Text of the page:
Title: In the Language of Remembering: The Inheritance of Partition
Author: Aanchal Malhotra
Publisher: HarperCollins India
Genre: Nonfiction, Partition Literature Pages: 756
I love Partition Literature – it tells me about my ancestors and their way of life, which I didn’t bother asking about when they were alive. Partition Literature is more than just novels or oral history. It goes beyond grief, loss, and belonging. I love Partition Literature because I was always so safe knowing who I was, not fearing about displacement, not knowing any better, till I did.
My grandparents – both maternal and paternal – migrated to India in July 1947, right towards the end, from Pakistan. I was all of eight years old when my paternal grandmother died and I wasn’t born when my paternal grandfather died. My parents don’t remember much about the Partition either. My mother never asked her parents about it. Neither did my aunts and uncles on both sides. That says a lot about trauma and grief, about what we remember and what we forget, and what we do not want to know about.
In the last couple of years, I have read Aanchal Malhotra’s Remnants of a Separation at least three times to make sense of where I come from – at least some of it. I believe art saves you, and it does, and it has, whenever I have turned to it. It is painful to read about the Partition but in a way it is also very cathartic. As a third-generation resident of independent India – who has only heard about the Partition in snatches of stray conversations – trying to make sense of pain and loss, reading about the events can be a means of providing closure, even if in the smallest of ways.
Aanchal Malhotra’s In the Language of Remembering is a book for me, for people who belong to my generation or after, for anyone who wants to understand the Partition from where we are now. It is a book about remembering – of conversations Malhotra had over the years with generations of Indians, Pakistanis, and Bangladeshis. She speaks to them about identity, about the relevance of the Partition today, whether we wish to talk about the Partition, and the need to preserve the painful past.
While growing up I used to think of the Partition as an event in my grandparents’ lives. It was cut off from my existence. I didn’t realise till much later that I too am a product of the painful past in one sense or the other – of two people whose parents had memories, who could never forget what they endured, about how they crossed the border, and how long it took them to build a new life.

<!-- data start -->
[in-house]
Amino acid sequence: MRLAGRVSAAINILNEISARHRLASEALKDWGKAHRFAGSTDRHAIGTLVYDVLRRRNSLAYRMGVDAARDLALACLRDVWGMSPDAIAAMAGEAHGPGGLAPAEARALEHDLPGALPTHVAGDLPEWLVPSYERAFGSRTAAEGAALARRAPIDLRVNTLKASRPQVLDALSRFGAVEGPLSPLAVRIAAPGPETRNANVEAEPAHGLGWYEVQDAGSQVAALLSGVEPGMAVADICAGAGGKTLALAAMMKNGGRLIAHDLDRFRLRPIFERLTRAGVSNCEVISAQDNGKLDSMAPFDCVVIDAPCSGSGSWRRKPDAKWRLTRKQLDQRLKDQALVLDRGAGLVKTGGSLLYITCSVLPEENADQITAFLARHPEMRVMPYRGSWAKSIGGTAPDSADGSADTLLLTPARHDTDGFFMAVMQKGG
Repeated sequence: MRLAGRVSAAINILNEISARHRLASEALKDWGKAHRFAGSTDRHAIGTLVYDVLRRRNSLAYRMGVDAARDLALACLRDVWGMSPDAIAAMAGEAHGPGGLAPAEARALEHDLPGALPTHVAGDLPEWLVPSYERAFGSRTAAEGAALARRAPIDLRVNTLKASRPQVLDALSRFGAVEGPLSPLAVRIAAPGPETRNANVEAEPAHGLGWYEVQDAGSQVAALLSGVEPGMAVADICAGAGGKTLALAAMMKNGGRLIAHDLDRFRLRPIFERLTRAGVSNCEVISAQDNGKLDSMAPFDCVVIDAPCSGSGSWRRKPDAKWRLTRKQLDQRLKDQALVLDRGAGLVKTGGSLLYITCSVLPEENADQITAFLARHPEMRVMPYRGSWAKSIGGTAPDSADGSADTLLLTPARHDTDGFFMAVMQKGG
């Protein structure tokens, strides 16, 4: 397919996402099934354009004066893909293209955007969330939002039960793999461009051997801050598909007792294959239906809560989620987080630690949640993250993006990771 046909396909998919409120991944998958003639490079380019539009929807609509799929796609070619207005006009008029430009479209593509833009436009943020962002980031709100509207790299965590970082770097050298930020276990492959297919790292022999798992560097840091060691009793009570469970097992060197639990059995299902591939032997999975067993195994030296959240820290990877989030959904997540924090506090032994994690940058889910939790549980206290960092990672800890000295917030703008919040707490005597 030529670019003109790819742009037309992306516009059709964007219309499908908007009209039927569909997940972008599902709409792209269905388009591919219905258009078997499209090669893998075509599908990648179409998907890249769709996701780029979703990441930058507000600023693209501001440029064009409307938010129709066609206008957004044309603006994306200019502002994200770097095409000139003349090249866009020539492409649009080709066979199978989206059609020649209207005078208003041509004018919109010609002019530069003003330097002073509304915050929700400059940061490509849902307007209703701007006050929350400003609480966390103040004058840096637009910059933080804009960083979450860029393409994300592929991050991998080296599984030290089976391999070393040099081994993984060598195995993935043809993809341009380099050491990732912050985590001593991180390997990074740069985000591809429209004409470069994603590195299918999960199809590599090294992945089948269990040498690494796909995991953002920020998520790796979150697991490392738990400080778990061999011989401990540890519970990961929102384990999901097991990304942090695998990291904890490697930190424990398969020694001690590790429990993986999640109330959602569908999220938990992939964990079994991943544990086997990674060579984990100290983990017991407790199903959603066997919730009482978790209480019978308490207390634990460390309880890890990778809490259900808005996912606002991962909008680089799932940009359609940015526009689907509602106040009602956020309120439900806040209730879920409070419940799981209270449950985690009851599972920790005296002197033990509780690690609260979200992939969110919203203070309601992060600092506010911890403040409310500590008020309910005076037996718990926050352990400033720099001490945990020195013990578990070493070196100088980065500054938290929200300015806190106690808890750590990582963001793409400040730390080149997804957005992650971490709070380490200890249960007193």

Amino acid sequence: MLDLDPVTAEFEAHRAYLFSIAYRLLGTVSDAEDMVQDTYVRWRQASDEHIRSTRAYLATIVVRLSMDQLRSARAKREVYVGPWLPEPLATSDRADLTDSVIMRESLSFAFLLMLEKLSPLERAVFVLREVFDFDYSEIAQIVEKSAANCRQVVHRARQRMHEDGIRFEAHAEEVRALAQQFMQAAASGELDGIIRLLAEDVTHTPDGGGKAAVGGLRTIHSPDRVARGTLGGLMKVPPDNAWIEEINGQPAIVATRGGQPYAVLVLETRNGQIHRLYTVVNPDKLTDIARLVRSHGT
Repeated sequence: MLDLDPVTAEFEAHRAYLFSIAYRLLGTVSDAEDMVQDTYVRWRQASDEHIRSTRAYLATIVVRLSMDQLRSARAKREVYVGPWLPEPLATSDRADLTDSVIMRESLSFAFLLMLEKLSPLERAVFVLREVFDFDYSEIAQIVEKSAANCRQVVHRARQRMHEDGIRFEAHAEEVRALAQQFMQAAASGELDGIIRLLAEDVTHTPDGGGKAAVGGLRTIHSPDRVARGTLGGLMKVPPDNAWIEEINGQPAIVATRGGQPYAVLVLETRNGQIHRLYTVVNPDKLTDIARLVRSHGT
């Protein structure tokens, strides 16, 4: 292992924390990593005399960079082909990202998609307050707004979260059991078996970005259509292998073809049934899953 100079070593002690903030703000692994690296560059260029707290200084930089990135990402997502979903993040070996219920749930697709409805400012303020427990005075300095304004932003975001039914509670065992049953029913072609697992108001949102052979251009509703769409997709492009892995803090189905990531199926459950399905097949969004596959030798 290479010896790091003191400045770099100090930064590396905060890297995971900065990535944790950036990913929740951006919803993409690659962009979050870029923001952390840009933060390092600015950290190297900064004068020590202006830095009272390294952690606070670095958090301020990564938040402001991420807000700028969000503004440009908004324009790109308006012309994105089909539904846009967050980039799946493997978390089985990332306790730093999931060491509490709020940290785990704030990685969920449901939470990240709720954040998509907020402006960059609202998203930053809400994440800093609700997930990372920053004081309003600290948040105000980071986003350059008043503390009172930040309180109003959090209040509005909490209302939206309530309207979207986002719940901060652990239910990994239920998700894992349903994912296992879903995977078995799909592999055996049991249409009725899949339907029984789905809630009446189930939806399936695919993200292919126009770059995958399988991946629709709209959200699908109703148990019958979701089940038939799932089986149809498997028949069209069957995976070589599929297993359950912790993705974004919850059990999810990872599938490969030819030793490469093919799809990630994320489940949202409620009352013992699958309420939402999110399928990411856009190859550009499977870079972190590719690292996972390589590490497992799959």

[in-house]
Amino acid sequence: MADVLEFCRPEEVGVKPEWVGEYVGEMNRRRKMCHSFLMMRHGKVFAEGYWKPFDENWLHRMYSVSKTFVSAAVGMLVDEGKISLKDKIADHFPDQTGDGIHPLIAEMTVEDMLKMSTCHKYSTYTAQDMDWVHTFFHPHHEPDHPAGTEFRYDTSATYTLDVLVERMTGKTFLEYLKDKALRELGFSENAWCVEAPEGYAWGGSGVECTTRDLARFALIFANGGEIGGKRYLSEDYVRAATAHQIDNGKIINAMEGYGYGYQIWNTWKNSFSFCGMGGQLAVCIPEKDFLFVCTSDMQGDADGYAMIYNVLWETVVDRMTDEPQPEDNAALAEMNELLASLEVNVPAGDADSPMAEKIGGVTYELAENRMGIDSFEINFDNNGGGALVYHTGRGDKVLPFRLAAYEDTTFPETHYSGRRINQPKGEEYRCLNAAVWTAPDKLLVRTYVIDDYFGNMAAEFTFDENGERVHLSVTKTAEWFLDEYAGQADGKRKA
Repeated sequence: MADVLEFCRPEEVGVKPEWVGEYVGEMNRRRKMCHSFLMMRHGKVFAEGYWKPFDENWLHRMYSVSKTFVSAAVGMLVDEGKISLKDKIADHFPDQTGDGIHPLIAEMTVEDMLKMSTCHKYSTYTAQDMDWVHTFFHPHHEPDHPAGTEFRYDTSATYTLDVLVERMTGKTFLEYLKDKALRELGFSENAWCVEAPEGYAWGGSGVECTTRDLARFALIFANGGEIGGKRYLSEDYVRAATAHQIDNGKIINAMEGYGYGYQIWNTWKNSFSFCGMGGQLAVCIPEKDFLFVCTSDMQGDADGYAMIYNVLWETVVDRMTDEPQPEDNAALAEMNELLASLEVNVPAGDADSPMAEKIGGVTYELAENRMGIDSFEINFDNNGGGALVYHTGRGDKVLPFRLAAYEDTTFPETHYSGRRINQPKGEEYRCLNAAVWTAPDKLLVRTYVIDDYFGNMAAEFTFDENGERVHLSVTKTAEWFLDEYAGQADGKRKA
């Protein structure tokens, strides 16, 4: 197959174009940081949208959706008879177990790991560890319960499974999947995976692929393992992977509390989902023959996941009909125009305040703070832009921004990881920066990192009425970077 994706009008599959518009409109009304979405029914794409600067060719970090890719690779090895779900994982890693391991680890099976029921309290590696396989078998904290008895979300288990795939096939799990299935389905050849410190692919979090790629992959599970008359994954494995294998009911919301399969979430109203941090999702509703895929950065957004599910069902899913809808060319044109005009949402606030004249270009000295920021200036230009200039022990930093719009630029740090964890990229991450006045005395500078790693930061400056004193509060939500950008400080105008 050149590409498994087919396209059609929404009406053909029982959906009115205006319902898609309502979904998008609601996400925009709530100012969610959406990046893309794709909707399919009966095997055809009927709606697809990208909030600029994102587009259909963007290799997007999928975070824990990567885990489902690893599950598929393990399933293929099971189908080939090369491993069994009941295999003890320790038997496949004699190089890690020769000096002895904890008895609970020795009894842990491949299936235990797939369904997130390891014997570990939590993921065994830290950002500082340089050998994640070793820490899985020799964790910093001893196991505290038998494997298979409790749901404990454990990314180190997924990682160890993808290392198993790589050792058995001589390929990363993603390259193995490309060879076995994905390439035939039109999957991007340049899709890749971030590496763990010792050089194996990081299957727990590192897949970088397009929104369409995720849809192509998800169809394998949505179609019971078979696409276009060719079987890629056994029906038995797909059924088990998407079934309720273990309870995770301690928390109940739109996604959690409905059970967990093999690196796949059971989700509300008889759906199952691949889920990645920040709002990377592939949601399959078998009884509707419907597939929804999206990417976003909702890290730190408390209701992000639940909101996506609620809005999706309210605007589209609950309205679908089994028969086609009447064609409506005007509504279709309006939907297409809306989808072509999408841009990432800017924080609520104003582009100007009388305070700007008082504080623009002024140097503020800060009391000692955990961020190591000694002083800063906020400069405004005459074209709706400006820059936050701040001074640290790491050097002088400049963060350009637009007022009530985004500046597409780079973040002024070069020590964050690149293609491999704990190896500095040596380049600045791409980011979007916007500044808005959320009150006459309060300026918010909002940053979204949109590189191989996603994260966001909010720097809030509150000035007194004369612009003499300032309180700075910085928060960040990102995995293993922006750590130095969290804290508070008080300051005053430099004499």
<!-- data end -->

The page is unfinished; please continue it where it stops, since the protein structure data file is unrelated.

In the Language of Remembering has been published at a time when the country is in the grips of a destructive chaos – when relationships have taken a back seat and religion is at the fore, when Muslims are being othered, and people are being categorised as “minority” and “majority”. The book has been published at a time when we need it the most – to understand where we have come from and how far we have come, and what it will take to be truly secular.
I never understood what the Partition meant to me, and how it perhaps even impacted me till I read about it. It all began with Kamleshwar’s Partitions in the year 2000, and after twenty-two years and having read about some forty-and-odd books on the subject, I feel we still don’t have enough Partition Literature. We constantly need to look and relook at it, to understand ourselves better, and perhaps generate some more empathy within us – to be kinder to each other and ourselves. I admit, it isn’t as simple as that. Sadly, we have a long way to go since maps and borders continue to be an integral part of our existence, whether we like it or not.
In the Language of Remembering makes us aware of what we carry within ourselves. Malhotra’s book is about regrets, losses, hopes, about what we gained, and what we were separated from. It is about the choices one made, about family, about generations, and how some incidents are not passed over, not told as stories, not revisited because of how painful they are and the need to talk about them – both in order to look ahead and constantly keep looking back so as not to lose a part of ourselves.